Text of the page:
Research by anti-racism charity Show Racism the Red Card revealed that racism is rife in English schools with 83 percent of teachers questioned saying that they had witnessed racist comments, attitudes and behaviour from their students.
Research carried out by anti-racism charity Show Racism the Red Card has revealed that racism in English schools continues to be a signifant problem.
The survey of 148 teachers showed that contrary to popular thought, which says that racism belongs to the older generation, the young generation in England have considerable racist attitudes.
83 percent of the teachers surveyed said that they had witnessed racist attitudes and behaviour among their students. Over 40 percent said they had witnessed similar attitudes from teachers towards students from black and minority ethnic backgrounds.
According to the Sky News report (Racism Still An Issue In English Schools: Monday, 4 July) some teachers were said to have dismissed Asian pupils who they believed could not speak English well.
A racist culture taking a hold in English schools
The research by the the charity highlights a long history of racism in English schools by teachers and pupils towards black and minority ethnic pupils. What is significant about these developments is that they contradict the popular theory that racism is almost non existent among the young generation. There is arguably a culture of racism deep rooted in English schools that seems to be growing.
In April 2010 a group of academics who looked into the marks given to thousands of children at age 11 revealed that teachers are systematically marking down black pupils because of stereotypes and low expectations.
Gloria Hyatt, a former secondary headteacher of black-Caribbean and Irish heritage mentioned in the Guardian that the results did not surprise her as she had met teachers who believed that black people are great at sports but less able when it comes to academic pursuits. (Read Black pupils marked down by teachers according to report)
In the same month a Daily Telegraph article cited a report in 2009 which said that schools recorded 40,000 incidents of racism involving children as young as five years old. (Read 40,000 racist incidents a year involving children as young as five says report)
Read the comments posted by readers following the Sky News article and you will see an overwhelming right-wing response to the report. Most of the comments suggests that whites feel victimised in their own country, and feel that they, not minorities are the main victims of racism. There is also an anti Asian bias in many of the comments.
Stellaart wrote, “If you are not a Muslim you are treated like an s%@t yet this IS never really shown in the media. Funny that is it not?” This reader is under the impression that the Muslim community in England is treated favourably.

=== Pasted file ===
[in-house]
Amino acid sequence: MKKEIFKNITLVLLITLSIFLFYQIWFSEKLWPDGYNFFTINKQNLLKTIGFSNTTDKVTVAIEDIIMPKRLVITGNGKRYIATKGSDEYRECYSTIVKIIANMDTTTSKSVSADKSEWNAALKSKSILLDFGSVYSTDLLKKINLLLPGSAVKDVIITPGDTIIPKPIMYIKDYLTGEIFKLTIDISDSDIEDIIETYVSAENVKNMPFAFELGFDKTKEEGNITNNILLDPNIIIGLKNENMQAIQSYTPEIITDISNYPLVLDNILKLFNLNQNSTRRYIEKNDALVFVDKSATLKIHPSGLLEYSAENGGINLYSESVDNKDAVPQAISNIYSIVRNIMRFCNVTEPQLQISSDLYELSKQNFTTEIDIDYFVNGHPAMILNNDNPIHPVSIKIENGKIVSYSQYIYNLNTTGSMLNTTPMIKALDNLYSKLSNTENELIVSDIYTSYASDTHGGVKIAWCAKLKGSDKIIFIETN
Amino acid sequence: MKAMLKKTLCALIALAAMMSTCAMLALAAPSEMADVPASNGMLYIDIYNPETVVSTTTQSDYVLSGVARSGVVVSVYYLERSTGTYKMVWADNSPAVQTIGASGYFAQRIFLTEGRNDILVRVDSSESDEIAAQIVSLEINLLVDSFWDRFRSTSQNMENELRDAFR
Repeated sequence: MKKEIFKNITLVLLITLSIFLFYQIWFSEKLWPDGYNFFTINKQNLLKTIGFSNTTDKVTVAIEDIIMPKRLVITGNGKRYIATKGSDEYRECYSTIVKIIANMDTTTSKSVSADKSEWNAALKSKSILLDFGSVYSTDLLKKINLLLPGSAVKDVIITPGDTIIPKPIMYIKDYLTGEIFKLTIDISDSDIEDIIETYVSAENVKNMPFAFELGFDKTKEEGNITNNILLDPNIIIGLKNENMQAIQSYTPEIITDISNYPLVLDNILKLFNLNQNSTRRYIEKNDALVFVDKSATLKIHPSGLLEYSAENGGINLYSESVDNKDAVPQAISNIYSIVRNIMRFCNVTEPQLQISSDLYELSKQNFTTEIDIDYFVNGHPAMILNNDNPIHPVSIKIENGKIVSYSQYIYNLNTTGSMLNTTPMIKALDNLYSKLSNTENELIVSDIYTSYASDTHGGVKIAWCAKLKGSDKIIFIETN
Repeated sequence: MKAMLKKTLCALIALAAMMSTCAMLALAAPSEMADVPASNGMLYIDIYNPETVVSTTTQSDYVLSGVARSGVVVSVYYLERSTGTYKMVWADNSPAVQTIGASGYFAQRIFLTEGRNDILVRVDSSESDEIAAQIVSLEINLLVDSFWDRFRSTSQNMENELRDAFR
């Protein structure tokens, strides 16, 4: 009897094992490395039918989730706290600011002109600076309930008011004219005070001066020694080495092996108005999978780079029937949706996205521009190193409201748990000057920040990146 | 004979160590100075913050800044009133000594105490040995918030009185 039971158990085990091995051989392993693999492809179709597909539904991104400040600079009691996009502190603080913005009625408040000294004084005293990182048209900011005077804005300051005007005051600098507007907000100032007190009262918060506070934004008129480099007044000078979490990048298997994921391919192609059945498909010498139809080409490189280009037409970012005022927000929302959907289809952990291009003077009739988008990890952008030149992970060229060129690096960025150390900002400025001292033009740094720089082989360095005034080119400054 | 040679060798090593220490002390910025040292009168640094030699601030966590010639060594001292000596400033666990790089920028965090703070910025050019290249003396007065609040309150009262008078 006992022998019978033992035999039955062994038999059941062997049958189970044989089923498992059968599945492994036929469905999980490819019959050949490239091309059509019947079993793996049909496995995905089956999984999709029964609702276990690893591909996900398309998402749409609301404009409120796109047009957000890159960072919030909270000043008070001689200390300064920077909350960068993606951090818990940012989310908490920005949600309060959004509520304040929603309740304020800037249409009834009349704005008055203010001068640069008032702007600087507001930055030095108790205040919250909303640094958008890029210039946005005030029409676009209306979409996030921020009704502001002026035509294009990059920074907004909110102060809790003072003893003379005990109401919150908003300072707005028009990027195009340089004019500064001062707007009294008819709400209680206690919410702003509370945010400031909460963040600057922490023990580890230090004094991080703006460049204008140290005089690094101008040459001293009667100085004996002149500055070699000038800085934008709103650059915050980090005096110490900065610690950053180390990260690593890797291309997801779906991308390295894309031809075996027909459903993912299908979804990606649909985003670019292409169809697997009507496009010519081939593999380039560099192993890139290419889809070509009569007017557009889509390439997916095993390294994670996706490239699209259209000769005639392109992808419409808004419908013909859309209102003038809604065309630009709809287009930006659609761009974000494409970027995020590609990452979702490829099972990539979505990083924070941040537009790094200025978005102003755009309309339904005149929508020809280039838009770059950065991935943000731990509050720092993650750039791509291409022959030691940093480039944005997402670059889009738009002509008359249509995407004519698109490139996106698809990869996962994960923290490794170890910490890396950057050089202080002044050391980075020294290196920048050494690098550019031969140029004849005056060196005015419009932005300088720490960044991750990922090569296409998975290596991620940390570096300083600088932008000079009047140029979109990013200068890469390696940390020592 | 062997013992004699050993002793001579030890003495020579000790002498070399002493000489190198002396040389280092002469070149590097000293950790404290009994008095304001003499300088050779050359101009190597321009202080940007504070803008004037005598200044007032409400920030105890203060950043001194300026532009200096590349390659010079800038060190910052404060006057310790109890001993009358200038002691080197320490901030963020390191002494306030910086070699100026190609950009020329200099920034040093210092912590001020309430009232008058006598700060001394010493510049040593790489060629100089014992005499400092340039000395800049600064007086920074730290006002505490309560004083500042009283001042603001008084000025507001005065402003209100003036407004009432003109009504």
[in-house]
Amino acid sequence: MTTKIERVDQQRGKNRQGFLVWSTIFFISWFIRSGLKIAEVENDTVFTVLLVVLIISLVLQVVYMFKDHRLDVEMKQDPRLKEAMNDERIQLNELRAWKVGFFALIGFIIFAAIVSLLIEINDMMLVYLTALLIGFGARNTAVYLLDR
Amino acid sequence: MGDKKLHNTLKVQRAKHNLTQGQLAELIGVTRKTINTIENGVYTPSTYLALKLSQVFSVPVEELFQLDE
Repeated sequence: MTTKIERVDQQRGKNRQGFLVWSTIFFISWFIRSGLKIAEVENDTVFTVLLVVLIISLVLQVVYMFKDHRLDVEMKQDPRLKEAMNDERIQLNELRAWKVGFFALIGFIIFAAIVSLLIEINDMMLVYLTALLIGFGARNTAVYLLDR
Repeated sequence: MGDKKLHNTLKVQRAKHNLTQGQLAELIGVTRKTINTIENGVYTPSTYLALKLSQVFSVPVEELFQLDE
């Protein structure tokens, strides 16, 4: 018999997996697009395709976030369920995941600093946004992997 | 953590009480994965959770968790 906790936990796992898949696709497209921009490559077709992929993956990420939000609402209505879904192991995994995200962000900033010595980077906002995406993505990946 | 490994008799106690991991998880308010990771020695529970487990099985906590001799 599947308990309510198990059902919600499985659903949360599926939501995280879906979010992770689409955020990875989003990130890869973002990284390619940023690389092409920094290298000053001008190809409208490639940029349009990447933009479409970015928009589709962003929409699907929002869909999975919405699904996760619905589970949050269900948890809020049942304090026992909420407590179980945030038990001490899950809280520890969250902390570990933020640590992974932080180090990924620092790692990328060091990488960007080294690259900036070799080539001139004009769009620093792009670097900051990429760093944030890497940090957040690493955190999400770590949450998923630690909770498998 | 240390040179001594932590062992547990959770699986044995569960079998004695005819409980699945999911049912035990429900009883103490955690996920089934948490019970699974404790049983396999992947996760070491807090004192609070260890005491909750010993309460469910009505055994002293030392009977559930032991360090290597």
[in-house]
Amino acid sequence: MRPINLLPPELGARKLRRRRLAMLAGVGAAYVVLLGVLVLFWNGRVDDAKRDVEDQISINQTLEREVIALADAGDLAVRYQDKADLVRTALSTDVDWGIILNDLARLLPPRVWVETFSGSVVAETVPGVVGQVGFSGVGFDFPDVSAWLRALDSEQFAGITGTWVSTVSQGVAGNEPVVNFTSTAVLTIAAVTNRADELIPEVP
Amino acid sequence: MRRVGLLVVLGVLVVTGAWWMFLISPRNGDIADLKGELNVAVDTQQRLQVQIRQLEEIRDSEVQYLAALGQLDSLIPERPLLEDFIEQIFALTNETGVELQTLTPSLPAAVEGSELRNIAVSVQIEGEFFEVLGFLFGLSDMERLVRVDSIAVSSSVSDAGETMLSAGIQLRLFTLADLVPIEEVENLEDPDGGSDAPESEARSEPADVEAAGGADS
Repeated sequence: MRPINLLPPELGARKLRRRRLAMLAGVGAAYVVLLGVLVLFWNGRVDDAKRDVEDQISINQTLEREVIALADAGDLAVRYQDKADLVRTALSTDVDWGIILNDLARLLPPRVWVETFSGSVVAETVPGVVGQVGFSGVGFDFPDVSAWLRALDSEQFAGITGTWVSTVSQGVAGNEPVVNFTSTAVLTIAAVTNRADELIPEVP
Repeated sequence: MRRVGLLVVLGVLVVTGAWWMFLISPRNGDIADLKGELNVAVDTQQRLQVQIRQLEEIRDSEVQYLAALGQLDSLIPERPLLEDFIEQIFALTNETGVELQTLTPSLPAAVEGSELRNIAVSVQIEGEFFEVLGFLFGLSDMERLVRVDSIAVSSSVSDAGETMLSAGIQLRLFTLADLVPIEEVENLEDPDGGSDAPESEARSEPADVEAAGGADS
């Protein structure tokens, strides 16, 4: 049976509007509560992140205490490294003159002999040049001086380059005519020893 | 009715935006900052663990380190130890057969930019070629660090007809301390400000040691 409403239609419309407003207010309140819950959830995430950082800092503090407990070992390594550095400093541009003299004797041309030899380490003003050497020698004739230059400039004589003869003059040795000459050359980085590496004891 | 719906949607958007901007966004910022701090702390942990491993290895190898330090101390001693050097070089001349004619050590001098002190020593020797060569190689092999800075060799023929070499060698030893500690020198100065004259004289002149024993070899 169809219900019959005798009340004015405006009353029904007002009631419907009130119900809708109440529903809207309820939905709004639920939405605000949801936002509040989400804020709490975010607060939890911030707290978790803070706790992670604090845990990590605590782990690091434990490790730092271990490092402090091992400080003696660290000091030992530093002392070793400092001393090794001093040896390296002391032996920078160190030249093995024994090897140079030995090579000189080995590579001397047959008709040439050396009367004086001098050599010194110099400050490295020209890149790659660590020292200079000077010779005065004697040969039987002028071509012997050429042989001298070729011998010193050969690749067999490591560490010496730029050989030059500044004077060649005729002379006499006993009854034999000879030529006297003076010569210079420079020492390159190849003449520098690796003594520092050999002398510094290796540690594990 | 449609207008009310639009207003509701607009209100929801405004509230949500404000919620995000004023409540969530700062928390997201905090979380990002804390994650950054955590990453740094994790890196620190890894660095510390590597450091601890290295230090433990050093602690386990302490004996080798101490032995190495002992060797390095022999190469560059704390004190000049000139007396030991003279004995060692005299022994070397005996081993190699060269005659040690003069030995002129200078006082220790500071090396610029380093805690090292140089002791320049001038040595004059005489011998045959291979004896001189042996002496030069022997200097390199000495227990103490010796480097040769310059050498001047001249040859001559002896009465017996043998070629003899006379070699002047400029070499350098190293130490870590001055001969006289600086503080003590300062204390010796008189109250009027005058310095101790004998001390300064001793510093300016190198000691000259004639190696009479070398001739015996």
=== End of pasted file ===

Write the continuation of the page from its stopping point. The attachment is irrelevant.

Midsjack wrote, “Yes racism is an issue in our schools and in the wider community but it is getting so that the white people are now the victims. Also the police rarely act when the victim of racism is white but are so quick to act if anyone of Asian origin complains. The authorities bend over backwards to appease Asians in particular and this is of course racism. It’s enough to make us all racist.”
Anthony wrote, “I lived in Birmingham for 2 year not once did i hear a white person come out with a racist remark, but i am telling you now the asians and the blacks are the most racist people i have ever come across not just towards white people but between each other they hate each other! they even had a riot. I am f**king sick to death of reading bullshit like this, since i lived in Birmingham if any one starts talking s**t about how whites are being racist i just f**king tell them the truth that the so called ethnic minorities are the f**king racists i don’t care any more not that i ever cared in the first place.“
I wonder if Anthony would consider the Irish conflict a demonstration of white on white racism?
The overall tone of the comments on this story from whites is that they are the victims of racism and the mainstream media and successive governments are to blame for this perception that many whites have.
In April 2010, the Institute of Race Relations (IRR) revealed in a report that an average of five race murders has occurred in the UK every year since the race murder of Stephen Lawrence in April 1993 by a gang of racists. (Read Five racial murders per year says race institute) The report also rubbished claims that the British media has been claiming for years that whites were the predominant victims of racist attacks.
In May 2011 a study study conducted by sociologists from Harvard and Tufts universities in America revealed that white Americans now see themselves as the main victims of racism and believe that black people have ‘gained’ the advantage over them despite African-Americans still being subjected to racial discrimination in the job market, and suffering poverty rates at nearly twice the levels of whites. (Read White victimhood: The new racism)
Whites in the Western world have been deceived into thinking that they are the victims of racism by the media and the governments of these countries; and the irony of the situation is that this convenient deception distracts them from seeing that their government is pitting race against race whilst imposing brutal cuts in health, education and public services on all.
For black and minority ethnic communities the future does not look peaceful at all. With increasing poverty and struggle to find work no doubt as in the past race will become a scapegoat for the problems many whites now face.
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